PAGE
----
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Retired NIAID Virologist DeFilippes
Dr. Frank M. DeFilippes, 72, died on Oct. 7, 2004. He retired in 2000 after 42 years at NIH, most recently in the NIAID Laboratory of Viral Diseases.
DeFilippes was born and raised in Brooklyn, N.Y., where he excelled in baseball and long-distance running and developed an early love and fascination for physics. He graduated from Brown University in 1953 with a major in physics and from Yale University in 1957 with a Ph.D. in biophysics. In 1957, he moved to Amherst to teach undergraduate physics at the University of Massachusetts. In 1958, he began a research career at NIH where he was known to be hard-working and often could be found completing gel runs late in the evenings and on weekends. For several years he was an instructor in biophysics at the Foundation for Advanced Education in the Sciences, where he used the traditional "blackboard and chalk" style of teaching. Perhaps his most well-known pupil was Dr. Sidney M. Wolfe, who co-founded the Health Research Group with Ralph Nader in 1971 to fight for the public's health and to give consumers more control over decisions that affect their health.
In addition to science, DeFilippes loved history and politics and was an expert in the history of World Wars I and II and the Bible. He always started his day with a cup of coffee and a copy of the New York Times. He and his wife enjoyed visiting the majority of the national parks and short trips to West Virginia. After retirement he kept up with the emerging field of systems biology, engaged in a number of home projects and enjoyed his new grandson. At the time of his death, he was looking forward to Dr. Leroy Hood's promised text on systems biology, was developing a real taste for Latin American food and was becoming proficient in Spanish to better assist the immigrant community.
He is survived by his wife Mary, a pharmacologist at NCI, two children, Portia and Paul, and grandson Daniel.NIDA's Rick Harrison Mourned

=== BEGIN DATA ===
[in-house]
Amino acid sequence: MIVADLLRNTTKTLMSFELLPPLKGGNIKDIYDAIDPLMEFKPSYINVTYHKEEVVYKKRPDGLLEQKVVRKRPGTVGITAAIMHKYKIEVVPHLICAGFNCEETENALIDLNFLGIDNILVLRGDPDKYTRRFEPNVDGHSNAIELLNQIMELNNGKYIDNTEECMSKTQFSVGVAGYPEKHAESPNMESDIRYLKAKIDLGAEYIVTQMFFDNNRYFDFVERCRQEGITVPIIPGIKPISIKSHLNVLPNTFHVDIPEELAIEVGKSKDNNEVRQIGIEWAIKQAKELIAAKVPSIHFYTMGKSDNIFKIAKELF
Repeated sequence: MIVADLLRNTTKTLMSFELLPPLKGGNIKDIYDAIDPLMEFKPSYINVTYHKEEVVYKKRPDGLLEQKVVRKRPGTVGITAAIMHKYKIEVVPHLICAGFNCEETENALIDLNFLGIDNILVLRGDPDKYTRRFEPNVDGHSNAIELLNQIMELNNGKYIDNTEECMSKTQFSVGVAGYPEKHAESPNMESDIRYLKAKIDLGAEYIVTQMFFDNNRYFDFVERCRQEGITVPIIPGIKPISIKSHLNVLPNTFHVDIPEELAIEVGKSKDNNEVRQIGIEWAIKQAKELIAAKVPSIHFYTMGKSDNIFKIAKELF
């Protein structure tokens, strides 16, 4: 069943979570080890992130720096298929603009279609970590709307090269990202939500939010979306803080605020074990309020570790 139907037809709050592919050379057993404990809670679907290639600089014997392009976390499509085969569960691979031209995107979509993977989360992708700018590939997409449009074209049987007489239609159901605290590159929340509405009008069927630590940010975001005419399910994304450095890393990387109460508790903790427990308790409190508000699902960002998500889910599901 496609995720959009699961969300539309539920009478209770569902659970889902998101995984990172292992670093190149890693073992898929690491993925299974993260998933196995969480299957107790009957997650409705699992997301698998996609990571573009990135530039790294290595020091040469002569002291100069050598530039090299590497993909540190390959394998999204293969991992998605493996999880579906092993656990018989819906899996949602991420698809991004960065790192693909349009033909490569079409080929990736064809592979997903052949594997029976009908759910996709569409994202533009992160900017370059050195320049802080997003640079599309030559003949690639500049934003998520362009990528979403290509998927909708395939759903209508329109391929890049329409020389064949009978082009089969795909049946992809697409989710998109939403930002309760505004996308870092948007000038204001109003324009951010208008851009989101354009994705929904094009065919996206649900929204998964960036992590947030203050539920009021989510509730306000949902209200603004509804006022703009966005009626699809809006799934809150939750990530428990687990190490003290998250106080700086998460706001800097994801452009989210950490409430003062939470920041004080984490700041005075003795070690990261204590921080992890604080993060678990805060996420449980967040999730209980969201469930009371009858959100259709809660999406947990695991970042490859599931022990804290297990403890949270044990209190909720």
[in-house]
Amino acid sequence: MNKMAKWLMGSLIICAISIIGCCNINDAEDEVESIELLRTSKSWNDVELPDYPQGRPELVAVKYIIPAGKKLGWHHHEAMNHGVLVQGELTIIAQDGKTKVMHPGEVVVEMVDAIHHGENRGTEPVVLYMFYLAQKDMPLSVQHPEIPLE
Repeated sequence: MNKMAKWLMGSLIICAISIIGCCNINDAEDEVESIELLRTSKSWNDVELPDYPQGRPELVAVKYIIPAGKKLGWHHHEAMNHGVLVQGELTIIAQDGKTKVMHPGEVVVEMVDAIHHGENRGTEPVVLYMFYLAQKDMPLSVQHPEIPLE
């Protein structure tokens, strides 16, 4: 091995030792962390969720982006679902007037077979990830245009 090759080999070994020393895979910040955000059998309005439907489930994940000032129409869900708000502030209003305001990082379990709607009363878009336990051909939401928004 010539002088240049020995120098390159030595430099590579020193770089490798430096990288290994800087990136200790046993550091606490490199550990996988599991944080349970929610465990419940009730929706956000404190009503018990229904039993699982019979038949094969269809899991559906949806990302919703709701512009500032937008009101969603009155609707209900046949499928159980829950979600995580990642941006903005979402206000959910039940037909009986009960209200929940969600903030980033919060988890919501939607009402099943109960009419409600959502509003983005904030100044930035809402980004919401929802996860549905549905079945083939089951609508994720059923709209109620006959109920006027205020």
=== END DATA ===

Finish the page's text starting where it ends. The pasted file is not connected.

By Eric Zatman
Richard Harrison, chief of the Contracts Review Branch, Office of Extramural Affairs, National Institute on Drug Abuse, passed away on Jan. 19.
He joined NIDA in the early 1980s, transferring from the National
Harrison received several NIDA Director's Awards of Merit for his accomplishments, including exemplary service as Contracts Review Branch chief and work on NIDA's health disparities committee. He was a member of the equal employment opportunity advisory committee and also served on the first NIH Diversity Council.
Harrison was born in Pawhuska, Oklahoma, on the Osage Indian Reservation. As a member of the Osage Tribal Nation, he made an annual pilgrimage to Fairfax, Oklahoma, to participate in a 4-day tribal ceremony. While at NIH, he was active in recruiting Indian youth to consider careers in government by serving as interns. He was a key participant in the recent opening ceremonies of the National Museum of the American Indian, and loved to demonstrate his Indian dances and share his culture with children in area schools.
In addition, Harrison volunteered his skills to Family Services of Montgomery County and the National Minority Organ/Tissue Transplant Education Program. He was a member of the American Indian Society of Washington, Americans for Indian Opportunity, American University/Washington Internships for Native Students, the Kiwanis Club of Rockville, Toastmasters International and the Bahai community of Montgomery County Northwest.He is survived by his wife Joan; his son John; his brothers David, Henry and John; his stepchildren Deborah Ward, Sandra Meinberg, Linda Hazlewood, Patricia Haga, Michael and David Doyle; and 16 grandchildren.
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